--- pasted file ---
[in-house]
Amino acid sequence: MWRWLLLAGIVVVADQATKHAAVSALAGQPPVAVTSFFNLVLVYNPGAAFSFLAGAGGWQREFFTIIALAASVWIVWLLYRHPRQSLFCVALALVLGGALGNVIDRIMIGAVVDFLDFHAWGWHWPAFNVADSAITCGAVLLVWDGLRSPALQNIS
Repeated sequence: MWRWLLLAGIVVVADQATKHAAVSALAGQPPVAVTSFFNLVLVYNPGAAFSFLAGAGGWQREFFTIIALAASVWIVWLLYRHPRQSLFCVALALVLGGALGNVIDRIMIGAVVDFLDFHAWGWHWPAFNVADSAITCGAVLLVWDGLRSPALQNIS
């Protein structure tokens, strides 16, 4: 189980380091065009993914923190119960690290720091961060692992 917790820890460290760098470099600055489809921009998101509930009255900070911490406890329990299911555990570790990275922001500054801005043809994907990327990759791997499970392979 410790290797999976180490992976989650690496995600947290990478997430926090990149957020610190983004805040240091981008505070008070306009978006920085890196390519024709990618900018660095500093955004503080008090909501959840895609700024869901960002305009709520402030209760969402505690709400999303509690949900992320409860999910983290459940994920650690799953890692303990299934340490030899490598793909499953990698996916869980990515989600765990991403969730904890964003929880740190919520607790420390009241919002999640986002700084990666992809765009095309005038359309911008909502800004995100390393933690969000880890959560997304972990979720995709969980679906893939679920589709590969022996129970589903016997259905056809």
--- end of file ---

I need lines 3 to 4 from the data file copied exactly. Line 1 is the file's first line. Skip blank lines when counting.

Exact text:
Repeated sequence: MWRWLLLAGIVVVADQATKHAAVSALAGQPPVAVTSFFNLVLVYNPGAAFSFLAGAGGWQREFFTIIALAASVWIVWLLYRHPRQSLFCVALALVLGGALGNVIDRIMIGAVVDFLDFHAWGWHWPAFNVADSAITCGAVLLVWDGLRSPALQNIS
């Protein structure tokens, strides 16, 4: 189980380091065009993914923190119960690290720091961060692992 917790820890460290760098470099600055489809921009998101509930009255900070911490406890329990299911555990570790990275922001500054801005043809994907990327990759791997499970392979 410790290797999976180490992976989650690496995600947290990478997430926090990149957020610190983004805040240091981008505070008070306009978006920085890196390519024709990618900018660095500093955004503080008090909501959840895609700024869901960002305009709520402030209760969402505690709400999303509690949900992320409860999910983290459940994920650690799953890692303990299934340490030899490598793909499953990698996916869980990515989600765990991403969730904890964003929880740190919520607790420390009241919002999640986002700084990666992809765009095309005038359309911008909502800004995100390393933690969000880890959560997304972990979720995709969980679906893939679920589709590969022996129970589903016997259905056809």